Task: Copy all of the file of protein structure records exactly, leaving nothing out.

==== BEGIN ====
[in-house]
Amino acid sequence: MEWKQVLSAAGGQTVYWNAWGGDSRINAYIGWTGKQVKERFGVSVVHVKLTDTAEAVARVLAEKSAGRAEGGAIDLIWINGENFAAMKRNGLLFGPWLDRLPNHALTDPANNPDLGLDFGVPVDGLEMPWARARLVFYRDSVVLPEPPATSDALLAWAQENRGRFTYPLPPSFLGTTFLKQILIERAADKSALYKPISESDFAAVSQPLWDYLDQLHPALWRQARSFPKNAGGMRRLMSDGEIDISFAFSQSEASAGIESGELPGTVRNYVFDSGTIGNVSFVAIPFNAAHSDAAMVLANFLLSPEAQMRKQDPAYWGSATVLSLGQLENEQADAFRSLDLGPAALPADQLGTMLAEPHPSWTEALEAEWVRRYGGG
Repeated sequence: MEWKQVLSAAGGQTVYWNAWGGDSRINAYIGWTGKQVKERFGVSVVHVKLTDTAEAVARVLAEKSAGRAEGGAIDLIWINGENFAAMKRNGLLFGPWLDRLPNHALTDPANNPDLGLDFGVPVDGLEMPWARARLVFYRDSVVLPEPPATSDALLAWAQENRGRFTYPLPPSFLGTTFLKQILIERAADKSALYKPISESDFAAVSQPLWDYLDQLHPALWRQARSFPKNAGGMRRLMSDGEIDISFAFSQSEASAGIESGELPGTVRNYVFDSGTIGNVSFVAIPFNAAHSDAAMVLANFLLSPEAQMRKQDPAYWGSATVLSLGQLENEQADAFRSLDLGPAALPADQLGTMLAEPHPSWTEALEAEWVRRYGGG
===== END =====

[in-house]
Amino acid sequence: MEWKQVLSAAGGQTVYWNAWGGDSRINAYIGWTGKQVKERFGVSVVHVKLTDTAEAVARVLAEKSAGRAEGGAIDLIWINGENFAAMKRNGLLFGPWLDRLPNHALTDPANNPDLGLDFGVPVDGLEMPWARARLVFYRDSVVLPEPPATSDALLAWAQENRGRFTYPLPPSFLGTTFLKQILIERAADKSALYKPISESDFAAVSQPLWDYLDQLHPALWRQARSFPKNAGGMRRLMSDGEIDISFAFSQSEASAGIESGELPGTVRNYVFDSGTIGNVSFVAIPFNAAHSDAAMVLANFLLSPEAQMRKQDPAYWGSATVLSLGQLENEQADAFRSLDLGPAALPADQLGTMLAEPHPSWTEALEAEWVRRYGGG
Repeated sequence: MEWKQVLSAAGGQTVYWNAWGGDSRINAYIGWTGKQVKERFGVSVVHVKLTDTAEAVARVLAEKSAGRAEGGAIDLIWINGENFAAMKRNGLLFGPWLDRLPNHALTDPANNPDLGLDFGVPVDGLEMPWARARLVFYRDSVVLPEPPATSDALLAWAQENRGRFTYPLPPSFLGTTFLKQILIERAADKSALYKPISESDFAAVSQPLWDYLDQLHPALWRQARSFPKNAGGMRRLMSDGEIDISFAFSQSEASAGIESGELPGTVRNYVFDSGTIGNVSFVAIPFNAAHSDAAMVLANFLLSPEAQMRKQDPAYWGSATVLSLGQLENEQADAFRSLDLGPAALPADQLGTMLAEPHPSWTEALEAEWVRRYGGG